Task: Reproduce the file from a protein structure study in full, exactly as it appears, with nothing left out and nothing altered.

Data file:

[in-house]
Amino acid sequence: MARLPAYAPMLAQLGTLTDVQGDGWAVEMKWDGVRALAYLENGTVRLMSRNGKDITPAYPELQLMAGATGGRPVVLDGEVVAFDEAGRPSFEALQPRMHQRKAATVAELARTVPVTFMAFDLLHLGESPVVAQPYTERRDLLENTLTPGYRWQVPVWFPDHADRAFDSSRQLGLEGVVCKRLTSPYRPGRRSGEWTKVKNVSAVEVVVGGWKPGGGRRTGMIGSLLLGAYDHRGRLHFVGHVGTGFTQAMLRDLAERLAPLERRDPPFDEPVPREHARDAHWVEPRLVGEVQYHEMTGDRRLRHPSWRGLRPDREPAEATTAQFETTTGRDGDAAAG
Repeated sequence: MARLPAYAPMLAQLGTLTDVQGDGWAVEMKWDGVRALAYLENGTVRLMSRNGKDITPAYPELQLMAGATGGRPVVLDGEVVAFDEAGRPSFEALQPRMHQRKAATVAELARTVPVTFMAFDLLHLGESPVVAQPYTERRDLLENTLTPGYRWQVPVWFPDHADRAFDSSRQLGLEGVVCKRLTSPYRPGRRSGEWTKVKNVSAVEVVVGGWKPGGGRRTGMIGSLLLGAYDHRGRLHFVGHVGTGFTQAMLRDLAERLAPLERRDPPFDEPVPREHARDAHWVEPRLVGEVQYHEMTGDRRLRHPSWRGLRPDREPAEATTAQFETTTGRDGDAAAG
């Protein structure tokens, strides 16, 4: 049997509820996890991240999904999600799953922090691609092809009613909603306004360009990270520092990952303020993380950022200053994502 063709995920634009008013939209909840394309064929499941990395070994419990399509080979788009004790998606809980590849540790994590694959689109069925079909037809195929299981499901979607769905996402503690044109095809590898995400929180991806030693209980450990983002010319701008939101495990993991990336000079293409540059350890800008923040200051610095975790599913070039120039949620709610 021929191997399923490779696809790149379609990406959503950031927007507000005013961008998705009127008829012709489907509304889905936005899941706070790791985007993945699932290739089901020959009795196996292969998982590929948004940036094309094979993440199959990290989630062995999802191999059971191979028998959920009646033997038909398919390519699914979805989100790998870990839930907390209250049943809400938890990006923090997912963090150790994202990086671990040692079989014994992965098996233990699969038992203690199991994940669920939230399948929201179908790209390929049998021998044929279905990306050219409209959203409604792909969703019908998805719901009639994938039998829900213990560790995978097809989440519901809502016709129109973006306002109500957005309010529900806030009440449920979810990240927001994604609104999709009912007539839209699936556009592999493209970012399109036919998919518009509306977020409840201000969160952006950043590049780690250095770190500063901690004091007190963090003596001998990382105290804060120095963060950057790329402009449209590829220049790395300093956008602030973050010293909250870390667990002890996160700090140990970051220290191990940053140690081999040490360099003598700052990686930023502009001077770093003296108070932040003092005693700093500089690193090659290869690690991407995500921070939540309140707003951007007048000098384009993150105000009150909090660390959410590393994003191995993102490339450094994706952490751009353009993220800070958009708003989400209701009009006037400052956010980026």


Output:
[in-house]
Amino acid sequence: MARLPAYAPMLAQLGTLTDVQGDGWAVEMKWDGVRALAYLENGTVRLMSRNGKDITPAYPELQLMAGATGGRPVVLDGEVVAFDEAGRPSFEALQPRMHQRKAATVAELARTVPVTFMAFDLLHLGESPVVAQPYTERRDLLENTLTPGYRWQVPVWFPDHADRAFDSSRQLGLEGVVCKRLTSPYRPGRRSGEWTKVKNVSAVEVVVGGWKPGGGRRTGMIGSLLLGAYDHRGRLHFVGHVGTGFTQAMLRDLAERLAPLERRDPPFDEPVPREHARDAHWVEPRLVGEVQYHEMTGDRRLRHPSWRGLRPDREPAEATTAQFETTTGRDGDAAAG
Repeated sequence: MARLPAYAPMLAQLGTLTDVQGDGWAVEMKWDGVRALAYLENGTVRLMSRNGKDITPAYPELQLMAGATGGRPVVLDGEVVAFDEAGRPSFEALQPRMHQRKAATVAELARTVPVTFMAFDLLHLGESPVVAQPYTERRDLLENTLTPGYRWQVPVWFPDHADRAFDSSRQLGLEGVVCKRLTSPYRPGRRSGEWTKVKNVSAVEVVVGGWKPGGGRRTGMIGSLLLGAYDHRGRLHFVGHVGTGFTQAMLRDLAERLAPLERRDPPFDEPVPREHARDAHWVEPRLVGEVQYHEMTGDRRLRHPSWRGLRPDREPAEATTAQFETTTGRDGDAAAG
């Protein structure tokens, strides 16, 4: 049997509820996890991240999904999600799953922090691609092809009613909603306004360009990270520092990952303020993380950022200053994502 063709995920634009008013939209909840394309064929499941990395070994419990399509080979788009004790998606809980590849540790994590694959689109069925079909037809195929299981499901979607769905996402503690044109095809590898995400929180991806030693209980450990983002010319701008939101495990993991990336000079293409540059350890800008923040200051610095975790599913070039120039949620709610 021929191997399923490779696809790149379609990406959503950031927007507000005013961008998705009127008829012709489907509304889905936005899941706070790791985007993945699932290739089901020959009795196996292969998982590929948004940036094309094979993440199959990290989630062995999802191999059971191979028998959920009646033997038909398919390519699914979805989100790998870990839930907390209250049943809400938890990006923090997912963090150790994202990086671990040692079989014994992965098996233990699969038992203690199991994940669920939230399948929201179908790209390929049998021998044929279905990306050219409209959203409604792909969703019908998805719901009639994938039998829900213990560790995978097809989440519901809502016709129109973006306002109500957005309010529900806030009440449920979810990240927001994604609104999709009912007539839209699936556009592999493209970012399109036919998919518009509306977020409840201000969160952006950043590049780690250095770190500063901690004091007190963090003596001998990382105290804060120095963060950057790329402009449209590829220049790395300093956008602030973050010293909250870390667990002890996160700090140990970051220290191990940053140690081999040490360099003598700052990686930023502009001077770093003296108070932040003092005693700093500089690193090659290869690690991407995500921070939540309140707003951007007048000098384009993150105000009150909090660390959410590393994003191995993102490339450094994706952490751009353009993220800070958009708003989400209701009009006037400052956010980026």